Kendra Stanley-Mills, Associated Press
MUSKEGON HEIGHTS, Mich. — Money problems are so severe in one Michigan school district that officials have given up hope of finding a solution themselves. They're ready for the extreme option: a take-over by a state-appointed "emergency manager."
A controversial law passed in Michigan last year gave the state expanded powers over foundering cities and schools and created this drastic possibility. Some local governments have responded by fighting desperately to keep their independence. Others have agreed to make painful sacrifices they long resisted. And at least one school district, Muskegon Heights, has asked to surrender local control as its best chance to avoid insolvency.
But as communities deal with the prospect of state takeovers— the latest consequence of Michigan's economic decline in recent decades — the fate of the law that empowered the emergency managers has now been placed in doubt. Opponents, primarily unions worried about managers canceling local labor contracts, have mounted a campaign to place the issue on a public ballot. If state election officials certify 161,305 valid voter signatures, the law would be suspended until the election was held in November. A decision is expected by late April.
A suspension would come as a severe blow to Republican Gov. Rick Snyder, who won legislative approval for the extreme measures as part of a program for putting public finances back on a sound footing. The new developments could throw into confusion the four cities and two school districts now run by emergency managers, as well as several more that could be candidates for intervention. And the issue would renew a fierce debate in Michigan about the limits of state authority and the rights of local democracy.
In Muskegon Heights, where the district is sagging under a $9.4 million deficit, the debate is largely over. The governor is expected to decide within 10 days whether to order a takeover after a state review team Monday recommended the appointment of an emergency manager.
"We need these schools. We need this district," said Avery Burrel, a pastor and the Muskegon Heights school board president who says an emergency manager is probably the best option. "I want to make sure this district remains solvent and that we do whatever it takes to make sure this district survives."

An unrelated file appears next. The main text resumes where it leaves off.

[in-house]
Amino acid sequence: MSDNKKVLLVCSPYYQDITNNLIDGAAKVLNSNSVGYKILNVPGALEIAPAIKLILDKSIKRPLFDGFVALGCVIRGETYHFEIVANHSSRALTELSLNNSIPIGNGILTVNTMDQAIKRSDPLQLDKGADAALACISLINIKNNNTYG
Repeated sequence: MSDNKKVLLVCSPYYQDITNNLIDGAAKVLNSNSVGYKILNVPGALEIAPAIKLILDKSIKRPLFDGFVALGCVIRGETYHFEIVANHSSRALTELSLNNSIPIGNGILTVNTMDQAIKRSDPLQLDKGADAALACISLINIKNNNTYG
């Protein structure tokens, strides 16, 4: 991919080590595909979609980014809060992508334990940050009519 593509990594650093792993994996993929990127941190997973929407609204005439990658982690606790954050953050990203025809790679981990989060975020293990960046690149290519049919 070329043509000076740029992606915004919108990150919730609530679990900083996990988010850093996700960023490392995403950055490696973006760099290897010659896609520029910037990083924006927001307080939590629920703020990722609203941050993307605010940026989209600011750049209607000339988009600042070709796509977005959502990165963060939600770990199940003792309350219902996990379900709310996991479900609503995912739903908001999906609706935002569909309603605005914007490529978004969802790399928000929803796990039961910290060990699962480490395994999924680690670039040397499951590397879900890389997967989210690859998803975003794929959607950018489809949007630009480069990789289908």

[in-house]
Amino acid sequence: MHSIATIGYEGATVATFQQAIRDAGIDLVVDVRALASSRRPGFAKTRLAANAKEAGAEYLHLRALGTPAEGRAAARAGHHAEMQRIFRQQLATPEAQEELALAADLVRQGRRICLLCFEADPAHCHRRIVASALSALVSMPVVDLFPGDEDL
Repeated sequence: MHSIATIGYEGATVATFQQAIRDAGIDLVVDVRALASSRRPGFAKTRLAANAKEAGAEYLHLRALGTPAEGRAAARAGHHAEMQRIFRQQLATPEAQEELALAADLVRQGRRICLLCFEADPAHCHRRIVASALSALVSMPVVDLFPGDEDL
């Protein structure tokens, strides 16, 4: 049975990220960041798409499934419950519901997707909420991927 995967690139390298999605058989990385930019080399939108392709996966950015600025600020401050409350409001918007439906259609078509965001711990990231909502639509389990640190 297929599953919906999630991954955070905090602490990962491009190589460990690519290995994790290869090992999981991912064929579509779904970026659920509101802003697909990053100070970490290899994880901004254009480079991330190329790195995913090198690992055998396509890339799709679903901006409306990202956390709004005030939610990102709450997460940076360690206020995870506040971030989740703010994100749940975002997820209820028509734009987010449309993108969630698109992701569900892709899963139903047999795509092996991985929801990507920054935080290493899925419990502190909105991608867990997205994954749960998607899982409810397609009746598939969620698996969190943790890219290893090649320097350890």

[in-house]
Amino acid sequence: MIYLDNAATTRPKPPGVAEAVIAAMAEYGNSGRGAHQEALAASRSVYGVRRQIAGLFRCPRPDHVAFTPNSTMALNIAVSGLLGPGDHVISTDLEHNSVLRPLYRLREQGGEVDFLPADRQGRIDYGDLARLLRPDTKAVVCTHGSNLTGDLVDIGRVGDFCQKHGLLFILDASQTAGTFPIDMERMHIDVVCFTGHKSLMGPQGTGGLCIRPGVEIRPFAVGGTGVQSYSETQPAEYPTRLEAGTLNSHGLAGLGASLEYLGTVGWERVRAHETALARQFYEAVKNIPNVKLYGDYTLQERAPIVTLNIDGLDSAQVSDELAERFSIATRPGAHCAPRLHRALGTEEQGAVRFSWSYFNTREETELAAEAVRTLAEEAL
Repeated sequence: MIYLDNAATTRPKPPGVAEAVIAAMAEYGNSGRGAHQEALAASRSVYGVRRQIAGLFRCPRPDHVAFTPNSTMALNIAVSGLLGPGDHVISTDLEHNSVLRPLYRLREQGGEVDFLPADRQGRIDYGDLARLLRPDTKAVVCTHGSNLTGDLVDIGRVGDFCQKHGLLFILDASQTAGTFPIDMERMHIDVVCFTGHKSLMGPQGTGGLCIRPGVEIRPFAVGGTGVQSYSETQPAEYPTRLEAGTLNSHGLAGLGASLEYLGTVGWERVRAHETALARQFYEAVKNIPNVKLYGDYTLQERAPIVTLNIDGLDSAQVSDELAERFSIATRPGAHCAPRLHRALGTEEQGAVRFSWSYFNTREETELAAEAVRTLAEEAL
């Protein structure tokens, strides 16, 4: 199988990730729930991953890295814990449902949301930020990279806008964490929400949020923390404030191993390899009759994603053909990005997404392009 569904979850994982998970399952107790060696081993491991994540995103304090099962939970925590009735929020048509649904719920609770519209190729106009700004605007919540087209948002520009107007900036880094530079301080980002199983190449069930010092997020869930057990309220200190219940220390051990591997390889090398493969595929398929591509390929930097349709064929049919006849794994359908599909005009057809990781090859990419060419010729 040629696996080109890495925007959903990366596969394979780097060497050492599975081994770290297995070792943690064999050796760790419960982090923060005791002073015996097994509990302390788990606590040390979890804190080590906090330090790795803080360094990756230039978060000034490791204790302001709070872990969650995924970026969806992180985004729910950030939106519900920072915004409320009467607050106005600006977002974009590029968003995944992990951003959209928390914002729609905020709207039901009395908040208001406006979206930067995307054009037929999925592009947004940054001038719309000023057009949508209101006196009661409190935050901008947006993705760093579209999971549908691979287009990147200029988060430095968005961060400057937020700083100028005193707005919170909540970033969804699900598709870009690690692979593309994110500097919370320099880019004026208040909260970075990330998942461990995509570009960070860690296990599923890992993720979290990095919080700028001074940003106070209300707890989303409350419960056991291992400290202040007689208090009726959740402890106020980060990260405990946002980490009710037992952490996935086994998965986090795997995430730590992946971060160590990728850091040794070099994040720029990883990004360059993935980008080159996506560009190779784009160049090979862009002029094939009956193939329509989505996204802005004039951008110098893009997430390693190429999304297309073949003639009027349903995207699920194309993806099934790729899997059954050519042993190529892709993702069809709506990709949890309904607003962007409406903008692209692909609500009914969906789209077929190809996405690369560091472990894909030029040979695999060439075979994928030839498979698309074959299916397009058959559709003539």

Muskegon Heights is a mostly black district of 1,400 students in a once-thriving industrial town near Lake Michigan. The Muskegon region shared the plight of many factory towns over the last 30 years, as the manufacturing economy declined, plants closed and residents moved away to find work. A major blow came in 2005 when the Brunswick Corp. bowling equipment company moved many of its manufacturing jobs to Mexico. Today, the site of Lift-Tech International, where more than 1,000 people once made industrial hoists and cranes, sits empty just blocks from a district middle school and elementary school.
State financial aid to schools is based on enrollment, so school revenue dropped sharply when the system lost a third of its students since 2006. Officials were slow to restructure employee retirement agreements set in the 1970s.
In December, after failing to cut costs enough to curb the deficit, the district's school board voted to seek state intervention. Under the new state law, an emergency manager has the power to toss out or change union contracts to bring costs in line.
District officials fear that the school system, which dates back to the 1890s, could be dissolved or consolidated with a neighboring district, cutting the heart out of a community that reveled this year when its boys' high school basketball team made it to the semifinals of the Michigan Class B tournament.
"This is the roots of everything in our community," said David McCall, a 1980 graduate of the high school, where he now works in security.
Some teachers, however, worry that an emergency manager would just cut costs regardless of the impact on the schools. "I don't think you can just fix the finances and expect the district to survive. You've got to look at it from an academic standpoint," said Krista Abbott, a regional officer with the Michigan Education Association.
Some school board members also wonder if there's a way to reach a legal agreement with unions and the state to cut costs and maintain local control. The city of Detroit is attempting a similar agreement for its $200 million deficit.
Greg Bowens, spokesman for the Stand Up for Democracy coalition working to repeal the emergency manager law, said local leaders should maintain responsibility for local problems in a democracy.
"It is important for the people who get elected to these positions to do the jobs they were elected to do, irrespective of the challenges that lie before them," Bowens said.
But district officials say it's too late for that now in Muskegon Heights, where unions have already balked at a proposed 30 percent wage cut.
If the emergency manager law is suspended and the state can't use its extraordinary powers to fix the district's finances, "I think it could be devastating," said interim superintendent Dave Sipka, including "the demise of the school district."
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